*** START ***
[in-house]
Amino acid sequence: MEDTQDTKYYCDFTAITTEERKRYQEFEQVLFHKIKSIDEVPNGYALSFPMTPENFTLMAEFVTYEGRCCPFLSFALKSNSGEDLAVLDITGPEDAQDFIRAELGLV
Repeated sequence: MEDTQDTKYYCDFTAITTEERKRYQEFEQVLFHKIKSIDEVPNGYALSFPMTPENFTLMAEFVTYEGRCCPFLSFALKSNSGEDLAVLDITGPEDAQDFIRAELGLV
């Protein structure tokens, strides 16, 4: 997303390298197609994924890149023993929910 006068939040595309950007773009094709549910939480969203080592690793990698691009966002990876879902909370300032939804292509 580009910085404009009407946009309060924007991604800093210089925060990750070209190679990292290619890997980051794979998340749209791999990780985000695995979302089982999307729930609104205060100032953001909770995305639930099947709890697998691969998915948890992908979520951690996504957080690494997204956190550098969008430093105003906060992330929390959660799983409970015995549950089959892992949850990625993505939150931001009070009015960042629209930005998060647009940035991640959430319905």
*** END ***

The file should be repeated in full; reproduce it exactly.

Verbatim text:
[in-house]
Amino acid sequence: MEDTQDTKYYCDFTAITTEERKRYQEFEQVLFHKIKSIDEVPNGYALSFPMTPENFTLMAEFVTYEGRCCPFLSFALKSNSGEDLAVLDITGPEDAQDFIRAELGLV
Repeated sequence: MEDTQDTKYYCDFTAITTEERKRYQEFEQVLFHKIKSIDEVPNGYALSFPMTPENFTLMAEFVTYEGRCCPFLSFALKSNSGEDLAVLDITGPEDAQDFIRAELGLV
């Protein structure tokens, strides 16, 4: 997303390298197609994924890149023993929910 006068939040595309950007773009094709549910939480969203080592690793990698691009966002990876879902909370300032939804292509 580009910085404009009407946009309060924007991604800093210089925060990750070209190679990292290619890997980051794979998340749209791999990780985000695995979302089982999307729930609104205060100032953001909770995305639930099947709890697998691969998915948890992908979520951690996504957080690494997204956190550098969008430093105003906060992330929390959660799983409970015995549950089959892992949850990625993505939150931001009070009015960042629209930005998060647009940035991640959430319905």